I had entered Village Channel soon thereafter. Meanwhile, the wind had picked up making it difficult to paddle in the open. I moved closer to the shore that was partially protecting me from the wind and continued paddling along it. After a prolonged and considerable efforts I had to stop for rest. I found a small bay, protected from the wind, had a snack, then switched the GPS on and checked my location on the chart. Contrary to my expectations, I had covered much less ground than I expected: the front wind must have slowed my progress considerably.

I had realized that the rest of my day was going to be longer than I planned, and that I better to continue pressing on. Some time later, I finally saw the West Passage, covered with fog, with Star Islets in front of it.

Soon I could see Flower Island. I headed for its southeast end, where the campsite was. When I came closer, I got an unpleasant surprise: someone was already camping there. I could see several kayaks lying on shore, and people moving behind them.

Buy that time I was assured of my approach of securing the campsites by arriving early, well before the rest of the kayakers, so I did not expect someone beating me in the race to this camp. The closest alternative campsites listed in the guidebook were a couple of nautical miles or almost an hour away at my current speed. I recalled that the guidebook mentioned five tent pads on Flower Island, and decided to talk to the people onshore and to check the site. Maybe the tent pads were spread over a large area and I could camp at the unoccupied spot without disturbing anyone else.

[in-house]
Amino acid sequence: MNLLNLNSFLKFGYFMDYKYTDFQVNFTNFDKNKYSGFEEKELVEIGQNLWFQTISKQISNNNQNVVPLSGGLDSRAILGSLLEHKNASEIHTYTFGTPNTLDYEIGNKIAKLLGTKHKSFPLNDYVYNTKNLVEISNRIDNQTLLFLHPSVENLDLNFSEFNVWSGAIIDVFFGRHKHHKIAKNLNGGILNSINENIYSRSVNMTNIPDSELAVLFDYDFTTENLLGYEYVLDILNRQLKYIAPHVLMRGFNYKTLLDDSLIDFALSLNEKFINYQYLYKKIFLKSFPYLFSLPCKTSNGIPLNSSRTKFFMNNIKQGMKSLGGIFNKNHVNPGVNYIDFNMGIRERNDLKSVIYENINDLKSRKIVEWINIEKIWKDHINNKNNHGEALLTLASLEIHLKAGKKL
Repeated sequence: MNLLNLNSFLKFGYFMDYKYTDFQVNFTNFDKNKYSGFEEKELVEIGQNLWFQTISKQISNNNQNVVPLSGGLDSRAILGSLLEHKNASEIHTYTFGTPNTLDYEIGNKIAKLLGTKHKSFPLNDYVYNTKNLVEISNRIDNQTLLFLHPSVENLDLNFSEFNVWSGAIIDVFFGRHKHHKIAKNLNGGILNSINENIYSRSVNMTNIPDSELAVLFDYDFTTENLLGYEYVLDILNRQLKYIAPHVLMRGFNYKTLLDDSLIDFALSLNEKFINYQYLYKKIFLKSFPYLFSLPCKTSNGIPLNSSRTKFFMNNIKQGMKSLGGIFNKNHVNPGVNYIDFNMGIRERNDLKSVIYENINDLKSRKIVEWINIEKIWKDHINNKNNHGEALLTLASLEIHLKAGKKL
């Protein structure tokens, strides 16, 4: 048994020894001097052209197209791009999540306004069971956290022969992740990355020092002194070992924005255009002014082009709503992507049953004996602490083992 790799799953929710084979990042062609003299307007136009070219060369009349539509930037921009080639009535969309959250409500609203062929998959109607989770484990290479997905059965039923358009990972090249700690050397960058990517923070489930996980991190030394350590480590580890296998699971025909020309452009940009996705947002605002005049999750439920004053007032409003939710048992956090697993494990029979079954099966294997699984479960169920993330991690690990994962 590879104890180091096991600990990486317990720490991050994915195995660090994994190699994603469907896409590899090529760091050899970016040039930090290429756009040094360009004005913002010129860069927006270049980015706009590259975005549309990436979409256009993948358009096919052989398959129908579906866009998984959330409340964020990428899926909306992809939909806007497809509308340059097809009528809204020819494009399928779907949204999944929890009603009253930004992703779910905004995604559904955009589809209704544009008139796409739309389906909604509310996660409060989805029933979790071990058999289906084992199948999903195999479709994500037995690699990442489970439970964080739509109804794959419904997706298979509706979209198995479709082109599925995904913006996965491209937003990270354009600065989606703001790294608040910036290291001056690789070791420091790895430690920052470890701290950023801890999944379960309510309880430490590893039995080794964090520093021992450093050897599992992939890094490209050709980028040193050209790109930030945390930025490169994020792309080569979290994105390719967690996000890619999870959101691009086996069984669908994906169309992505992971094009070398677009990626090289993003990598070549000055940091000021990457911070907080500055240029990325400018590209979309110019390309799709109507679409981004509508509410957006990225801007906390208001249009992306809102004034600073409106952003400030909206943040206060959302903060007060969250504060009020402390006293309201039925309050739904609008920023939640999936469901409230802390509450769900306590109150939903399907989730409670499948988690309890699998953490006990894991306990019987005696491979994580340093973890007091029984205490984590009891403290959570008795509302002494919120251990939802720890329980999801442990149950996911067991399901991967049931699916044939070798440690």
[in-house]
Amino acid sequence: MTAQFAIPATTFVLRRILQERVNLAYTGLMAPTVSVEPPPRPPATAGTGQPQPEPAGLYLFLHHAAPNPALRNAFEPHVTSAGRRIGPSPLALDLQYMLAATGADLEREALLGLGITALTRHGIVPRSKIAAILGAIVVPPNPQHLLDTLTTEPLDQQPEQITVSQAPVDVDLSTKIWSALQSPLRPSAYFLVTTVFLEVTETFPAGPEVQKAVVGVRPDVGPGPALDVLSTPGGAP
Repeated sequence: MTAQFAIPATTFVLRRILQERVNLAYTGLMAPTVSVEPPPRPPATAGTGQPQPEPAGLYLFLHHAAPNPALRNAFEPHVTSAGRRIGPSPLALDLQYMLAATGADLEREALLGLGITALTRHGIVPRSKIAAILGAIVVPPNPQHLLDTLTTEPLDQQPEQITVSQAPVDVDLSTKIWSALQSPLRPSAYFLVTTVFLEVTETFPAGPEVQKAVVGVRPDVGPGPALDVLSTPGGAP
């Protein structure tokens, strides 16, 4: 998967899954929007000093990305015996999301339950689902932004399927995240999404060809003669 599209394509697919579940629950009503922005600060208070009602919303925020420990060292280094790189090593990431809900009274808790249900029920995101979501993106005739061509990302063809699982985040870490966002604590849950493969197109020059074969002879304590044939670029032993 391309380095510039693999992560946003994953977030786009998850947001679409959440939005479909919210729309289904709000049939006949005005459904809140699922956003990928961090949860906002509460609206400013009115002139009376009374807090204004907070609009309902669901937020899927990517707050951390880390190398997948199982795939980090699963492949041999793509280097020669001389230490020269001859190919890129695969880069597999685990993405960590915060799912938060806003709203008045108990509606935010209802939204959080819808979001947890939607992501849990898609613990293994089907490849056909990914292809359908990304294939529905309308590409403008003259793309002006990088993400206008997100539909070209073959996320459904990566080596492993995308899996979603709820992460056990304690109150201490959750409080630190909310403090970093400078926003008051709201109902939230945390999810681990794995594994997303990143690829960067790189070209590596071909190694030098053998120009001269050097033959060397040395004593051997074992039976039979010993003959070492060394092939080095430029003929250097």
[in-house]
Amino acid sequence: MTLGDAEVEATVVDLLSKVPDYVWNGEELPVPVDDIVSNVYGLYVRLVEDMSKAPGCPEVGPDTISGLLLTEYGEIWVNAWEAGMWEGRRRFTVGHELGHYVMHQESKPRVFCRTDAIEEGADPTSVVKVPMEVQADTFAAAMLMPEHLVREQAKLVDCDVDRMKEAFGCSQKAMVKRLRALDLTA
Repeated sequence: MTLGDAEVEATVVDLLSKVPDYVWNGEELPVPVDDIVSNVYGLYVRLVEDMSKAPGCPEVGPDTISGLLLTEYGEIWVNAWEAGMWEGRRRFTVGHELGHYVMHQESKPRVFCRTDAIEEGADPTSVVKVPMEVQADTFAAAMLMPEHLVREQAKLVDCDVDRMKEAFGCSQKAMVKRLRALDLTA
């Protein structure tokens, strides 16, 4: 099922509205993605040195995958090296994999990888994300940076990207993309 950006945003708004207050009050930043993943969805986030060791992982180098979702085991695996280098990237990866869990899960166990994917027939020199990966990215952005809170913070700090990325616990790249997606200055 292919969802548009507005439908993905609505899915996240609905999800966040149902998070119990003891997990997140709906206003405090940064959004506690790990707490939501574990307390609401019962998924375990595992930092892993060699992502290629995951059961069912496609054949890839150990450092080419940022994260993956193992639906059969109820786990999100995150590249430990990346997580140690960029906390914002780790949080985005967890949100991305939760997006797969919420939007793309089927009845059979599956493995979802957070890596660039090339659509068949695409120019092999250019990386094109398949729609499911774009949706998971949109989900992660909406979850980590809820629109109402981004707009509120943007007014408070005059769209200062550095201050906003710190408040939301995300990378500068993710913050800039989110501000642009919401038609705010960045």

The group onshore had graciously welcomed me allowing to check the site and saying that they would not mind me camping next to them. However, when I walked through the site, I realized that the camping pads were clustered together. Fortunately, I found a small flat area on the beach, a bit away from the camp. This was the tidal zone, but the current tides were not high enough to flood it.

Soon my tent was up. I decided to treat myself to a meal of pasta cooking whatever was left by the traitorous Malcolm Island crows. I got almost two full portions and finished them all as a late lunch or an early dinner.

I had a chat with the kayakers. They were from Seattle, on a five-day trip. Instead of travelling daily, they decided to stay in two different locations, and Flower Island was one of them. This was their second day there. While on the island, they had seen a black bear foraging on a beach across the strait, orcas in Blackfish Sound and big whales while kayaking near White Cliff Islets in Queen Charlotte Strait, a two hour paddle from the island. Armed with a binocular, one of them was always on a lookout for the marine wildlife, and several times I had been called to see the orcas, unfortunately too far away from the shore for a good photograph.

One of the kayakers was an ecologist. We had an interesting discussion about the native people in different areas. He had argued that the hunter-gatherer societies in food-rich areas, like the Vancouver Island coast, had much better nutrition than those primarily relying on the agriculture. The evening had treated us to a picture-perfect landscape.